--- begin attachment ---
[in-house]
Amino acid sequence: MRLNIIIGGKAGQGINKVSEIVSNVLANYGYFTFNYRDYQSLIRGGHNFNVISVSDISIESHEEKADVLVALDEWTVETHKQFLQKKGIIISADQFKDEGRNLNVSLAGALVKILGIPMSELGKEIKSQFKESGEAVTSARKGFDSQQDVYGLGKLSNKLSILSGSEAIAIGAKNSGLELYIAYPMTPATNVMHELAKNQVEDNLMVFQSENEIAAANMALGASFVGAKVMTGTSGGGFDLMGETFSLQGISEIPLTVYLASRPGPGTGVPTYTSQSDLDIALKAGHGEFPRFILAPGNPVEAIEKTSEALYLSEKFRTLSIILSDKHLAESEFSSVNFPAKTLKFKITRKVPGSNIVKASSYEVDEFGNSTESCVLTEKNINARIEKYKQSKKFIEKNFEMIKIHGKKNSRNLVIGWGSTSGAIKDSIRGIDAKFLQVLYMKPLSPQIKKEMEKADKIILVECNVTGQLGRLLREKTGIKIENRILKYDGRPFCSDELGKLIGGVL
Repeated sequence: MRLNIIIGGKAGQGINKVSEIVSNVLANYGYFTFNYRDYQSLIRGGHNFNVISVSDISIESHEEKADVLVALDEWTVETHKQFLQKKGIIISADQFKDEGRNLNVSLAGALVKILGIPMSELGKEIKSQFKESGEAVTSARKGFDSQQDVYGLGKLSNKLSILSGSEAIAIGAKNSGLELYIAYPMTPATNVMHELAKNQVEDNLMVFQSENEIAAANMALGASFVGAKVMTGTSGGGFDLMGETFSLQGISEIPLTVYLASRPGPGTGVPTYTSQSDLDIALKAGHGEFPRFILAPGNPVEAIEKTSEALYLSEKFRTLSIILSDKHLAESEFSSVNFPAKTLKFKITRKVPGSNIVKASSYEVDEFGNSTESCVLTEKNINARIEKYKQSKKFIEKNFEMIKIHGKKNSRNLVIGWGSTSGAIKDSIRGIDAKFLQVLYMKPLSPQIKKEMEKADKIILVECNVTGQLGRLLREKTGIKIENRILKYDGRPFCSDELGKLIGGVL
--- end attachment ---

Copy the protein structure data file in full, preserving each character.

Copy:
[in-house]
Amino acid sequence: MRLNIIIGGKAGQGINKVSEIVSNVLANYGYFTFNYRDYQSLIRGGHNFNVISVSDISIESHEEKADVLVALDEWTVETHKQFLQKKGIIISADQFKDEGRNLNVSLAGALVKILGIPMSELGKEIKSQFKESGEAVTSARKGFDSQQDVYGLGKLSNKLSILSGSEAIAIGAKNSGLELYIAYPMTPATNVMHELAKNQVEDNLMVFQSENEIAAANMALGASFVGAKVMTGTSGGGFDLMGETFSLQGISEIPLTVYLASRPGPGTGVPTYTSQSDLDIALKAGHGEFPRFILAPGNPVEAIEKTSEALYLSEKFRTLSIILSDKHLAESEFSSVNFPAKTLKFKITRKVPGSNIVKASSYEVDEFGNSTESCVLTEKNINARIEKYKQSKKFIEKNFEMIKIHGKKNSRNLVIGWGSTSGAIKDSIRGIDAKFLQVLYMKPLSPQIKKEMEKADKIILVECNVTGQLGRLLREKTGIKIENRILKYDGRPFCSDELGKLIGGVL
Repeated sequence: MRLNIIIGGKAGQGINKVSEIVSNVLANYGYFTFNYRDYQSLIRGGHNFNVISVSDISIESHEEKADVLVALDEWTVETHKQFLQKKGIIISADQFKDEGRNLNVSLAGALVKILGIPMSELGKEIKSQFKESGEAVTSARKGFDSQQDVYGLGKLSNKLSILSGSEAIAIGAKNSGLELYIAYPMTPATNVMHELAKNQVEDNLMVFQSENEIAAANMALGASFVGAKVMTGTSGGGFDLMGETFSLQGISEIPLTVYLASRPGPGTGVPTYTSQSDLDIALKAGHGEFPRFILAPGNPVEAIEKTSEALYLSEKFRTLSIILSDKHLAESEFSSVNFPAKTLKFKITRKVPGSNIVKASSYEVDEFGNSTESCVLTEKNINARIEKYKQSKKFIEKNFEMIKIHGKKNSRNLVIGWGSTSGAIKDSIRGIDAKFLQVLYMKPLSPQIKKEMEKADKIILVECNVTGQLGRLLREKTGIKIENRILKYDGRPFCSDELGKLIGGVL